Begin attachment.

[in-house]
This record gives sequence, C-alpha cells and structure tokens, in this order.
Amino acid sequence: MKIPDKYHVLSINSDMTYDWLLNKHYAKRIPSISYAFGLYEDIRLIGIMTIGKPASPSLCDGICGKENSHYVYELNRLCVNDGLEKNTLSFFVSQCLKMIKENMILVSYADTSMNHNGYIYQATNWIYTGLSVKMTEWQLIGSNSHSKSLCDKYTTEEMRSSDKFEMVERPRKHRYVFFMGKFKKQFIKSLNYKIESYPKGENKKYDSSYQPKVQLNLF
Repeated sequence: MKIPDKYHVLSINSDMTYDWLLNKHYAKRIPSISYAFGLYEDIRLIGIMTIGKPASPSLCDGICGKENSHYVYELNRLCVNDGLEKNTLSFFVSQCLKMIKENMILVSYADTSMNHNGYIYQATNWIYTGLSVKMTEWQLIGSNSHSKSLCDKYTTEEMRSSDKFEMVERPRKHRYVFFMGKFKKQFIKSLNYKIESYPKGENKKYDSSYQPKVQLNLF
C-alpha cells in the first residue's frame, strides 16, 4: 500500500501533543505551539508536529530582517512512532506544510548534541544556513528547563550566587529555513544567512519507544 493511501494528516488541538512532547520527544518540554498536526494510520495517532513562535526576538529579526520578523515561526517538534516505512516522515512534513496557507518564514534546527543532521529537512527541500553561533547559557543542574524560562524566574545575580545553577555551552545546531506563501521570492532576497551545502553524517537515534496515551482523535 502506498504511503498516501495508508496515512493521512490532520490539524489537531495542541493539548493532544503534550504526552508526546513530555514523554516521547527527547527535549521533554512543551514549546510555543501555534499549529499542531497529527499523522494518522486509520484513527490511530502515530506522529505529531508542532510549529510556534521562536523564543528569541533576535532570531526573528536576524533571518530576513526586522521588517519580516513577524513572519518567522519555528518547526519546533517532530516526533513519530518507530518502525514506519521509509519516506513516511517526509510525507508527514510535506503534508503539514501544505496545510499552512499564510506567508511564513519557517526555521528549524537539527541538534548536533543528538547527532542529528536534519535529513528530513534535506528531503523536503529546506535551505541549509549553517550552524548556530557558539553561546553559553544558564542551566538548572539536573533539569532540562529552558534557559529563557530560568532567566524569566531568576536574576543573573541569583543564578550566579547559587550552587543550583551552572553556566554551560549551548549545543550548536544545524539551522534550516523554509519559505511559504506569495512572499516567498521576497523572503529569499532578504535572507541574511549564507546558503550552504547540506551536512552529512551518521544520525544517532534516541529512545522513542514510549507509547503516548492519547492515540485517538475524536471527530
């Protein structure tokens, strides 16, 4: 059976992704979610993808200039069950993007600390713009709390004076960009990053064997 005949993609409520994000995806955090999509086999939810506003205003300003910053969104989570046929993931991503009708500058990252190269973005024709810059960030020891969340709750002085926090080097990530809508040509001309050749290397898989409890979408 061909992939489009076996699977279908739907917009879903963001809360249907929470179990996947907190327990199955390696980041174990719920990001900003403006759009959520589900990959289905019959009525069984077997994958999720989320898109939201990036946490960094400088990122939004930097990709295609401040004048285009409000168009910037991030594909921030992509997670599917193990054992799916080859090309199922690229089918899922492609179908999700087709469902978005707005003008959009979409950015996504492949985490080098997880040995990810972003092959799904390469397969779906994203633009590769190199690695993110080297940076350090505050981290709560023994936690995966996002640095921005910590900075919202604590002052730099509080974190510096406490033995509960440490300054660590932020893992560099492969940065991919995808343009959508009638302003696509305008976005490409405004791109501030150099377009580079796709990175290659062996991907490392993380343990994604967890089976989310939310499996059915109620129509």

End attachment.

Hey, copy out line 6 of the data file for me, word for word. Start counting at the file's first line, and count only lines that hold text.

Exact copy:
């Protein structure tokens, strides 16, 4: 059976992704979610993808200039069950993007600390713009709390004076960009990053064997 005949993609409520994000995806955090999509086999939810506003205003300003910053969104989570046929993931991503009708500058990252190269973005024709810059960030020891969340709750002085926090080097990530809508040509001309050749290397898989409890979408 061909992939489009076996699977279908739907917009879903963001809360249907929470179990996947907190327990199955390696980041174990719920990001900003403006759009959520589900990959289905019959009525069984077997994958999720989320898109939201990036946490960094400088990122939004930097990709295609401040004048285009409000168009910037991030594909921030992509997670599917193990054992799916080859090309199922690229089918899922492609179908999700087709469902978005707005003008959009979409950015996504492949985490080098997880040995990810972003092959799904390469397969779906994203633009590769190199690695993110080297940076350090505050981290709560023994936690995966996002640095921005910590900075919202604590002052730099509080974190510096406490033995509960440490300054660590932020893992560099492969940065991919995808343009959508009638302003696509305008976005490409405004791109501030150099377009580079796709990175290659062996991907490392993380343990994604967890089976989310939310499996059915109620129509």